Bill Meredith, chief executive and principal of overall awards sponsor Bishop Burton College, is keen for innovative farming businesses to enter and receive the recognition they deserve.
He said: “The Rural Awards are a great opportunity for us to celebrate all that’s best in food and farming in Yorkshire so I would fully encourage those businesses that have any sort of interest in agriculture and are doing anything different that is worth shouting about to put themselves forward.
“It would be great to recognise their contribution for the marvellous range of food and agricultural activity in Yorkshire.”
The importance of highlighting success cannot be underestimated, Mr Meredith said.
“We are at a bit of a crossroads in agriculture. Regardless of where Brexit takes us, we are moving into a new era of less farm subsidy so we need to be more entrepreneurial and we need to flag up those businesses that have a record of success in innovation or have created a new business or service which is adding value to a product because that is perhaps going to be the way that the farming industry continues to thrive in the future.”
Rural Business of the Year, sponsored by Ryedale Auctioneers: A remarkable rural business from the region that is positively thriving as a productive and profitable enterprise to the benefit of local people and the economy, giving it a great story to tell.
Rural Innovator of the Year: A progressive business from the region that has adopted the latest digital technology or machinery and can demonstrate how it has taken their venture to the next level.
Farm of the Year, sponsored by Bishop Burton College: An inspiring farm operation that is excelling in its field and is an example for others to follow, as chosen by The Yorkshire Post.
Rural Hero, sponsored by The Robert Fuller Gallery: A committed individual or rural-based group that has selflessly volunteered their time within a rural setting for the benefit of their community.
Young Farmer of the Year, sponsored by Myddleton Croft Investment Managers: A farmer aged 35 or under who has demonstrated excellence in agriculture that stands him or her out from their peers.
Professional Services to the Community: Rural businesses need support from a wide range of professionals. This award celebrates excellent customer service in professional services in rural Yorkshire.
Vet of the Year: Outstanding service and a consummate professional, this is a vet that is held in high regard for his or her work and manner, whether on the farm or in the surgery.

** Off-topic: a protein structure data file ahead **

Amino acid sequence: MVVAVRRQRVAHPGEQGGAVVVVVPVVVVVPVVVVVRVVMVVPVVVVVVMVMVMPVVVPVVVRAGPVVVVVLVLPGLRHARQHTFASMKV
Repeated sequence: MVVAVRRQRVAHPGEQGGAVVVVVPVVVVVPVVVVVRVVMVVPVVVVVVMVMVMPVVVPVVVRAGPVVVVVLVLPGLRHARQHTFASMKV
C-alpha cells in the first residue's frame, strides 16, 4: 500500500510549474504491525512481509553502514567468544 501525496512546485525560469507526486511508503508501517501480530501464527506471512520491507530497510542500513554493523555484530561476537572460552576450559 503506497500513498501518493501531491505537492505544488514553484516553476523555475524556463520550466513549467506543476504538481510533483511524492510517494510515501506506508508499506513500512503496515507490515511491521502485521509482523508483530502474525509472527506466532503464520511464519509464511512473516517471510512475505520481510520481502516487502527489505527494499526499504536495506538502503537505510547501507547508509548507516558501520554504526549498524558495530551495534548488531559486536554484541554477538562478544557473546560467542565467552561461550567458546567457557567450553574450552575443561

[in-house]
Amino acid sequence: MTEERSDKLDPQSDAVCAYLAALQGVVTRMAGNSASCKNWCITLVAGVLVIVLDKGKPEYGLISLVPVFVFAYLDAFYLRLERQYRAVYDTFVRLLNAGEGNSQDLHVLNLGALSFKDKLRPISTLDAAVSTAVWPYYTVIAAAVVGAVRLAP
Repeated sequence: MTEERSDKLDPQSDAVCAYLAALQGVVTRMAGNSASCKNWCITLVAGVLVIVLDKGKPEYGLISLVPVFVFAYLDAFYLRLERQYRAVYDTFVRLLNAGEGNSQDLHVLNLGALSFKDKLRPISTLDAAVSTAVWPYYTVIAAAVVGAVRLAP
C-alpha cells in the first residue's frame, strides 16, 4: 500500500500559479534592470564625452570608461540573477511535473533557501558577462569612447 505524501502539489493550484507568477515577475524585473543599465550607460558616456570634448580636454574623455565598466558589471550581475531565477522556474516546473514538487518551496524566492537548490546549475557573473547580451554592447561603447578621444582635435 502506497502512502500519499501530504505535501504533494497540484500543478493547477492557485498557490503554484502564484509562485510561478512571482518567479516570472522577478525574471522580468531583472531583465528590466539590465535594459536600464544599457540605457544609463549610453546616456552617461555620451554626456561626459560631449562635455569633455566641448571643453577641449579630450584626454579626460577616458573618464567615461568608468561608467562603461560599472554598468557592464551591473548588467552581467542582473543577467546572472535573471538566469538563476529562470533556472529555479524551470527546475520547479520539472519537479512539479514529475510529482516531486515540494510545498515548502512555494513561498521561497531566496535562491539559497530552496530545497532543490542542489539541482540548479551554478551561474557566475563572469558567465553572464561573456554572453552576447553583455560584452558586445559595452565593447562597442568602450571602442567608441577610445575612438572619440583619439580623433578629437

Rural High Street or Rural Retailer: A business or collection of businesses in rural Yorkshire that is a runaway success with locals and visitors alike and makes a vital impact to the local economy.
Rural Tourist Attraction, sponsored by F G Adamson & Son: A tourism business or collection of tourism businesses in rural Yorkshire that stands out for its success with locals and visitors, and makes a key contribution to the local economy.
Farm Shop: A farm shop in Yorkshire that can demonstrate outstanding success as a local employer, sourcing local food and drink, championing Yorkshire produce, and contributing to the rural economy.
Student/Apprentice: Whether excelling as part of their studies or whilst serving an apprenticeship, this individual shows they have a bright future in a countryside career ahead of them.
Diversification, sponsored by Wilkin Chapman LLP Solicitors: A rural business that has grabbed their destiny with both hands and changed the course of their operations by embracing a diversification project that excels in its field and sustains their farming operations.
Lifetime Achievement Award, sponsored by Cundalls: An individual, chosen by us, who has dedicated decades of service to agriculture in Yorkshire and deserves extra special recognition for their outstanding achievements. We are not inviting nominations for this category.
HOW TO ENTER
The deadline for nominations for the 2019 Rural Awards is Wednesday, September 4.
Entries will then go before a panel of judges before a shortlist is published to announce those in the running for the awards.
To enter, submit your entry online at www.yorkshirepost.co.uk/ruralawards or send a detailed entry in writing to Jayne Lownsbrough, Editorial, The Yorkshire Post, No. 1 Leeds, 26 Whitehall Road, Leeds, LS12 1BE. Please include contact details in case we require further information.